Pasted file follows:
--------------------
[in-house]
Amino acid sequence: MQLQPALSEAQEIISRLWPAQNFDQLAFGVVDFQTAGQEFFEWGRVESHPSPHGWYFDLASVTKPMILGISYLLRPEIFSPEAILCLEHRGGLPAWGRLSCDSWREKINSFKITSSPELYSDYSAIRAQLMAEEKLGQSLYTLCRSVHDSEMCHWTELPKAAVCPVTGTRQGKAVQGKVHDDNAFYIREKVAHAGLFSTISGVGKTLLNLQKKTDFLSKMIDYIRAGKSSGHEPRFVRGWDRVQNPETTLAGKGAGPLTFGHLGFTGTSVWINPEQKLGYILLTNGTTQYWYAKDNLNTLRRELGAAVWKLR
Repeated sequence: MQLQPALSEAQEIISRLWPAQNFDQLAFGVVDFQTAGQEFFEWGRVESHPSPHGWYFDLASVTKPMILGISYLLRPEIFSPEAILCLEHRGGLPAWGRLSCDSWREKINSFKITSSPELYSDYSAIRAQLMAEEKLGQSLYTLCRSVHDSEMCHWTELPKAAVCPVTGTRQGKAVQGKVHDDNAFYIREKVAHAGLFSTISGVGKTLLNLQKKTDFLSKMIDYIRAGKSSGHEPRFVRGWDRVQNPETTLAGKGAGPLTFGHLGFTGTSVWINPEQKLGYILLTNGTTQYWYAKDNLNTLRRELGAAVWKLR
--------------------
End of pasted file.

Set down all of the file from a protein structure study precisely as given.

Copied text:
[in-house]
Amino acid sequence: MQLQPALSEAQEIISRLWPAQNFDQLAFGVVDFQTAGQEFFEWGRVESHPSPHGWYFDLASVTKPMILGISYLLRPEIFSPEAILCLEHRGGLPAWGRLSCDSWREKINSFKITSSPELYSDYSAIRAQLMAEEKLGQSLYTLCRSVHDSEMCHWTELPKAAVCPVTGTRQGKAVQGKVHDDNAFYIREKVAHAGLFSTISGVGKTLLNLQKKTDFLSKMIDYIRAGKSSGHEPRFVRGWDRVQNPETTLAGKGAGPLTFGHLGFTGTSVWINPEQKLGYILLTNGTTQYWYAKDNLNTLRRELGAAVWKLR
Repeated sequence: MQLQPALSEAQEIISRLWPAQNFDQLAFGVVDFQTAGQEFFEWGRVESHPSPHGWYFDLASVTKPMILGISYLLRPEIFSPEAILCLEHRGGLPAWGRLSCDSWREKINSFKITSSPELYSDYSAIRAQLMAEEKLGQSLYTLCRSVHDSEMCHWTELPKAAVCPVTGTRQGKAVQGKVHDDNAFYIREKVAHAGLFSTISGVGKTLLNLQKKTDFLSKMIDYIRAGKSSGHEPRFVRGWDRVQNPETTLAGKGAGPLTFGHLGFTGTSVWINPEQKLGYILLTNGTTQYWYAKDNLNTLRRELGAAVWKLR